How To Avoid Buying a Fake Diamond Ring

Image of diamond

Nowadays, getting married isn't cheap. From the clothes to the church to the reception, a small wedding can set you back hundreds of thousands of hard earned dollars, not to mention the engagement ring that the guy needs to buy before the wedding actually takes place. Engagement rings aren't cheap either. A half carat diamond engagement ring from DeBeers will cost at least $2,500. Thus, it is understandable that you would not want to spend thousands of dollars on a fake diamond ring. Here's how you can avoid that.

  • Buy from reputable jewelers. Diamond engagement rings from stores like Tiffany&Co., DeBeers, and Bulgari come with a certificate that guarantees the authenticity of the diamond that you bought. Plus, diamonds from high end jewelry stores like these are always marked with tracking numbers so it will be easy to identify them in case they were stolen.
  • Do not be tempted to buy from jewelry stores on sale. In business districts, there are many jewelry stores that tempt buyers to step a foot inside the store by placing big "We're on SALE" signs. Some such jewelry stores mark up their prices before the sale and discount them during the sale period to make sure that they still get a tidy profit. So, unless you have been eyeing that diamond ring for months and know its price tag by heart, do not buy it on sale.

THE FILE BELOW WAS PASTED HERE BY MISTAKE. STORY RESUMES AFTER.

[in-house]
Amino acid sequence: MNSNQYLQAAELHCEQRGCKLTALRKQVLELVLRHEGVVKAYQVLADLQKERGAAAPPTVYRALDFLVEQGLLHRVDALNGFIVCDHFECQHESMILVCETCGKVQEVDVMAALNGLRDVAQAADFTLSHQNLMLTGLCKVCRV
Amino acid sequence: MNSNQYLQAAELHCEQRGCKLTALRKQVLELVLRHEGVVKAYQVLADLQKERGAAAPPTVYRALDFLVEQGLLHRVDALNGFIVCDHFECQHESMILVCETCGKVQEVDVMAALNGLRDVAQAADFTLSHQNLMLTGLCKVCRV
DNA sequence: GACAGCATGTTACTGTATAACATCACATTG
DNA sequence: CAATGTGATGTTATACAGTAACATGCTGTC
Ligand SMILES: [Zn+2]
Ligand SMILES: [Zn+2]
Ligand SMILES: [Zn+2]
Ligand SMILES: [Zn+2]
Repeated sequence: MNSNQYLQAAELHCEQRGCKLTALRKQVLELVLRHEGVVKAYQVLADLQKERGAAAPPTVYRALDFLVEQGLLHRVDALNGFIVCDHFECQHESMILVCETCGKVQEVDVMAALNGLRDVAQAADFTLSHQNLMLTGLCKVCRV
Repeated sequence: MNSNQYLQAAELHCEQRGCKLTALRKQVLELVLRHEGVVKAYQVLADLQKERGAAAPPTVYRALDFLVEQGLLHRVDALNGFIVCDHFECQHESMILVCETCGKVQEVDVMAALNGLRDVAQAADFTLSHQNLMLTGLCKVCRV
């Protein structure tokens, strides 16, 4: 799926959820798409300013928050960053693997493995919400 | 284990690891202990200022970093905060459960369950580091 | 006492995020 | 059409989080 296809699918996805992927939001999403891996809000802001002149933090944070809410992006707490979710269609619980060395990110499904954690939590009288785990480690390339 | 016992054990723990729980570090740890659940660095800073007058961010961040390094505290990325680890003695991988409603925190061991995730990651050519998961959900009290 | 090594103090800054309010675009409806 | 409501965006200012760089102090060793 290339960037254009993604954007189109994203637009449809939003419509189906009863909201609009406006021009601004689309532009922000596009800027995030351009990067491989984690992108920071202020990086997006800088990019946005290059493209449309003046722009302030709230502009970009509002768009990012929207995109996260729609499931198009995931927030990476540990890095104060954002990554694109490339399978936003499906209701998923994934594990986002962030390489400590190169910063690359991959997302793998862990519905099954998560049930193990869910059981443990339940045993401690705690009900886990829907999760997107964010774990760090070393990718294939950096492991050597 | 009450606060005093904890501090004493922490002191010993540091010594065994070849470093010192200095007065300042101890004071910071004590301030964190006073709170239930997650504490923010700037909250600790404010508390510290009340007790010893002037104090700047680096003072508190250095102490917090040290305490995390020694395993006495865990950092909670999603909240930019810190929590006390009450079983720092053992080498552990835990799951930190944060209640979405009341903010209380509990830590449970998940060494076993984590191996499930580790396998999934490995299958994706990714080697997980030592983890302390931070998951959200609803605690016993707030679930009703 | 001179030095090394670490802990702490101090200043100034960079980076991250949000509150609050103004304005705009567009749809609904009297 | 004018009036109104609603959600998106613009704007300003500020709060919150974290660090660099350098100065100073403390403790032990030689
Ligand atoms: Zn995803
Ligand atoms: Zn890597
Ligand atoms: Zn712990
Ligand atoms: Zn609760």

• Familiarize yourself with the appearance of other precious stones used to make fake diamond rings. There are unscrupulous jewelers who knowingly commit fraud by passing off rings made from cubic zirconia and moissanite as authentic diamond rings. Because these precious stones are very similar to diamond in terms of feel and texture, unsuspecting customers get easily fooled. To avoid this, examine the stone carefully for marks of wear and tear. Cubic zirconia is not as hard as diamond and may get scratched in the cutting and setting process. Unfortunately, moissanite is much harder to distinguish from diamond that even experts have a hard time telling which is which. Have a certified diamond appraiser examine the stone.
  • Examine the mount of the diamond and the band of the ring. There are makers of fake diamond rings that use low quality or poorly designed mounts and bands for their rings. This makes it easier to spot fake diamond rings. However, cubic zirconia or a moissanite mounted on an 18 carat gold or platinum will be lot harder to distinguish from real diamond rings.
  • Take note of the expertise of the seller. If the seller who's selling you the diamond ring claims the stone to be a "blue-white diamond," then it is better not to buy from him. He is using a term used by scam artists before him.

Diamond engagement rings will last a lifetime with proper care. Follow the tips above to make sure that you do not get cheated out of your money by jewelers selling fake diamond rings.


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